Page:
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  • Writer's pictureJennifer Fortney

Doing Good Can Double PR Exposure

I'm really amazed at the number of new, small businesses that have come to me recently with a real commitment to community and understand the importance of giving back. And, today's startups are taking their social responsibility to new heights. We all know that you have to keep the balance of things and you can't get without giving. Today, we see so many large corporations that have become so out of touch with their community. There was a time when corporate responsibility was more about the environment and their community then whether the products they're manufacturing are safe or not.

Well, it's today's small businesses and entrepreneurs who are putting their dedication to the community and

corporate responsibility I top PR firm tips

local and national charities into their business plans right away. As we all know, perception is 9/10s of the rule, and, while you're heart is truly committed to making a difference, it not only provides a positive impression on customers, but can give you more opportunity for positive public relations. For most companies launching on a national level I always recommend that they tie in with local charities in each market. Why? Because these news outlets want local news. They want to see companies coming in and making a positive impact on its community and residents. It has become harder over the years for me to generate news for national charities in different markets, so this is a very important thing to consider when developing your community programs. Charities can also help you drive positive public relations to your business in a couple of ways. You can create a product and commit proceeds of sales to a charity, you can hold a marketing event to bring attention to your business and tie them in, or auction off product with celebrity or local celebrity involvement. Years ago I managed a 25-city campaign for Jim Beam Brands' DeKuyper Pucker Schnapps. It was a longest kiss challenge (get it? Pucker, kiss?) and winners took home $1,000. The entrance fee was a recommended donation to a local charity and we had representatives on hand to assist in managing the event. In turn, the company donated an extra $1,000 to each charity. Two things, the event was interesting and very quarky and attracted media attention on its own, but the charity tie in in many markets made it easier for us to achieve even more media because we made each contest local. At the end of the day, we're back at perception. It's always good to look out for our neighbors, those who support us in growing our business. It shows your concern and commitment for your community. A good charity partner can become a long term partner - you scratch their back and they'll scratch yours. Eventually this partnership becomes branded in consumers minds. They'll remember your good works and take that into consideration in purchasing your product or service down the road.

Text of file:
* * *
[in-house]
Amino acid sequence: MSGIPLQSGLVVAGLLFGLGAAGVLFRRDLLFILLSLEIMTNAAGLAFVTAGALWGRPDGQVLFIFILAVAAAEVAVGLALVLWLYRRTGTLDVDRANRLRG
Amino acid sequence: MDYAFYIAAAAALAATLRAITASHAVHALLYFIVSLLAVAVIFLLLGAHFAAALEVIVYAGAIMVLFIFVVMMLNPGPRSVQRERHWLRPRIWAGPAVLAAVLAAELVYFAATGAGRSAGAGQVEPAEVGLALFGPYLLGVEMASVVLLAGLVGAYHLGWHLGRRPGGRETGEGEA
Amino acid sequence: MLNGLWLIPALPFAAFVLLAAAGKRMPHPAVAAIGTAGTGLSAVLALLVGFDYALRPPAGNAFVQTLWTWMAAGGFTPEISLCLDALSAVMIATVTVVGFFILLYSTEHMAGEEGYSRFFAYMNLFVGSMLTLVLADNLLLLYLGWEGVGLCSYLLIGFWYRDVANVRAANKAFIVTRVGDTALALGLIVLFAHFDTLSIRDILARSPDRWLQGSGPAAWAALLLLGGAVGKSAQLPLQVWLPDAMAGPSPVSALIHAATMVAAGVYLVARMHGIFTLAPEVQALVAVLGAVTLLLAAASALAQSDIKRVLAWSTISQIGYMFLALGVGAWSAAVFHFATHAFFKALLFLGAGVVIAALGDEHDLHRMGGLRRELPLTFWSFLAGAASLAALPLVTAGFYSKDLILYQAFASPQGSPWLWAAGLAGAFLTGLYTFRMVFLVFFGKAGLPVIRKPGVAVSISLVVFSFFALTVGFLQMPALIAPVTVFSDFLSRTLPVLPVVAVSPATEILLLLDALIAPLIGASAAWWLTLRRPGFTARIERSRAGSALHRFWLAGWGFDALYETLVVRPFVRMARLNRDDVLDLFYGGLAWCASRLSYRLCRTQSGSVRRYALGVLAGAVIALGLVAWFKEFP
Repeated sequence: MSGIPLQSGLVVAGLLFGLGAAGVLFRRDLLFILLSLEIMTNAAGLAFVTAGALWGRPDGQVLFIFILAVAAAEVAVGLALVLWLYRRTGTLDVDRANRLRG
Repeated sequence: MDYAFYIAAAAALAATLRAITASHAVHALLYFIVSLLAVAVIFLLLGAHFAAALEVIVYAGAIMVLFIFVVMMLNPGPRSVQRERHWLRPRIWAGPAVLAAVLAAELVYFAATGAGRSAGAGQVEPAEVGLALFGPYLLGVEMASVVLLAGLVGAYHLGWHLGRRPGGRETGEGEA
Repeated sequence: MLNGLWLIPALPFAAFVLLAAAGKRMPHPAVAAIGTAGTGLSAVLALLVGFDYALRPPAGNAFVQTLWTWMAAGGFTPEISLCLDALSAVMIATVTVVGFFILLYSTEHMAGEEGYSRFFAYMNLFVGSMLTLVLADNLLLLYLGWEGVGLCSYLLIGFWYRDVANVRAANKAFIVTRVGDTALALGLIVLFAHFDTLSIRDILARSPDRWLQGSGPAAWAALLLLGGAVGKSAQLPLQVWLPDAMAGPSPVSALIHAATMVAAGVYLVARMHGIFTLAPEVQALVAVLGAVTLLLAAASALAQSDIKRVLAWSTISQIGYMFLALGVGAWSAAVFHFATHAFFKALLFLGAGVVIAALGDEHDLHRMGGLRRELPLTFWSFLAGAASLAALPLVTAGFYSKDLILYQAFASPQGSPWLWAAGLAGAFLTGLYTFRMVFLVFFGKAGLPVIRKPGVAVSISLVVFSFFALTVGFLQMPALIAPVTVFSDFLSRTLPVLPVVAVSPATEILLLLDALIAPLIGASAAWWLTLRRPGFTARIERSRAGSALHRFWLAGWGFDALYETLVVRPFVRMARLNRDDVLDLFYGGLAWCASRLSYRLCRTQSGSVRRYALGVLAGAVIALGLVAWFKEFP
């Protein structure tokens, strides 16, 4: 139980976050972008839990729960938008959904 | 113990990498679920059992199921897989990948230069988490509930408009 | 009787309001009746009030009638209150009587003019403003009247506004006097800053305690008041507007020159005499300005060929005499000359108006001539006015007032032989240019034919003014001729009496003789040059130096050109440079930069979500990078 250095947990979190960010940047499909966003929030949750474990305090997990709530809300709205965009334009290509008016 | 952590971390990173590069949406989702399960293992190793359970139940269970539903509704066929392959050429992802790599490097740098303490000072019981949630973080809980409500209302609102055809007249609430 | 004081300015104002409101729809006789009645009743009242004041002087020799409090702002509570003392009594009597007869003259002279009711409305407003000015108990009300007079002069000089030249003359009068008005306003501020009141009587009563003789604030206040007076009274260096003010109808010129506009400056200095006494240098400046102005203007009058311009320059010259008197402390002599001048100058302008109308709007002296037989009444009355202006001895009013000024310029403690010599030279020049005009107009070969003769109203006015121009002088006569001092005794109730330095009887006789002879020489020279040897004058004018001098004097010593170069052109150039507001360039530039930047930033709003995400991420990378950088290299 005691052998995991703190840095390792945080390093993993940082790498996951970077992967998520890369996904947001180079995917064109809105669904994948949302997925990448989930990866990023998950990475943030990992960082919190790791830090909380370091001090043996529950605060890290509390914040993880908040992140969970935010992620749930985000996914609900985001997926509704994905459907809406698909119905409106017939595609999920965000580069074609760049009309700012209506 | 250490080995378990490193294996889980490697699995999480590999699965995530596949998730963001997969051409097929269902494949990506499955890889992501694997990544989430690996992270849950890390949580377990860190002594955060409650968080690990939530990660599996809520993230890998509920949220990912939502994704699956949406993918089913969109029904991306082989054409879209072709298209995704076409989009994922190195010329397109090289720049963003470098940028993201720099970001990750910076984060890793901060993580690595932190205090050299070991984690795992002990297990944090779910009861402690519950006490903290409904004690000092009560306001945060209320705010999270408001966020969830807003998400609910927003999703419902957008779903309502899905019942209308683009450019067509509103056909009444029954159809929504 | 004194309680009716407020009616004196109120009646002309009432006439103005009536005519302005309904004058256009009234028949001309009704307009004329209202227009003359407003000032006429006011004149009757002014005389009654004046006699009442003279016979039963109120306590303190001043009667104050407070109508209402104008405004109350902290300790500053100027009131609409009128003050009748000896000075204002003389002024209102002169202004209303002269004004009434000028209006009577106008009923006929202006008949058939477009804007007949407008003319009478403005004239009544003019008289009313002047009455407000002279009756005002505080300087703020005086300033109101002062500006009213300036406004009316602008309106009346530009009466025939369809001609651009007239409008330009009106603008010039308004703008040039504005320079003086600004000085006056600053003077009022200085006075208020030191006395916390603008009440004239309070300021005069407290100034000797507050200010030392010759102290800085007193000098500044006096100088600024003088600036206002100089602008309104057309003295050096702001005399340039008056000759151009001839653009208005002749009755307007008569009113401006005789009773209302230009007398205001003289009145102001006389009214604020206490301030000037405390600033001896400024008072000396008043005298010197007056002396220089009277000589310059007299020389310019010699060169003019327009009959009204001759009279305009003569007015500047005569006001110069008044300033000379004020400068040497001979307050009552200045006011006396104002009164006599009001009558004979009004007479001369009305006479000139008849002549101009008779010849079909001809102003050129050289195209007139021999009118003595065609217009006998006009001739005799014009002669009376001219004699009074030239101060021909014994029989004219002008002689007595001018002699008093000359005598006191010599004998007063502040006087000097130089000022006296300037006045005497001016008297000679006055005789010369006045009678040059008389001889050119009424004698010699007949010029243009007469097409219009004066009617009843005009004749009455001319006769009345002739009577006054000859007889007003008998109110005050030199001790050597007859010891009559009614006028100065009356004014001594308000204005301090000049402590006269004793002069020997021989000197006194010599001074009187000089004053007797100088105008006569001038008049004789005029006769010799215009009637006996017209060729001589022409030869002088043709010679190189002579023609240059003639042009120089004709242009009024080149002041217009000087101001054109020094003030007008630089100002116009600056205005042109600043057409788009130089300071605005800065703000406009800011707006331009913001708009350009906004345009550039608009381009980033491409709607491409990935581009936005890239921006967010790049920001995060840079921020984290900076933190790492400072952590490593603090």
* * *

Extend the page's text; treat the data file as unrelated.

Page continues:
Eventually, giving back will become second nature and the focus of your overall company mission.

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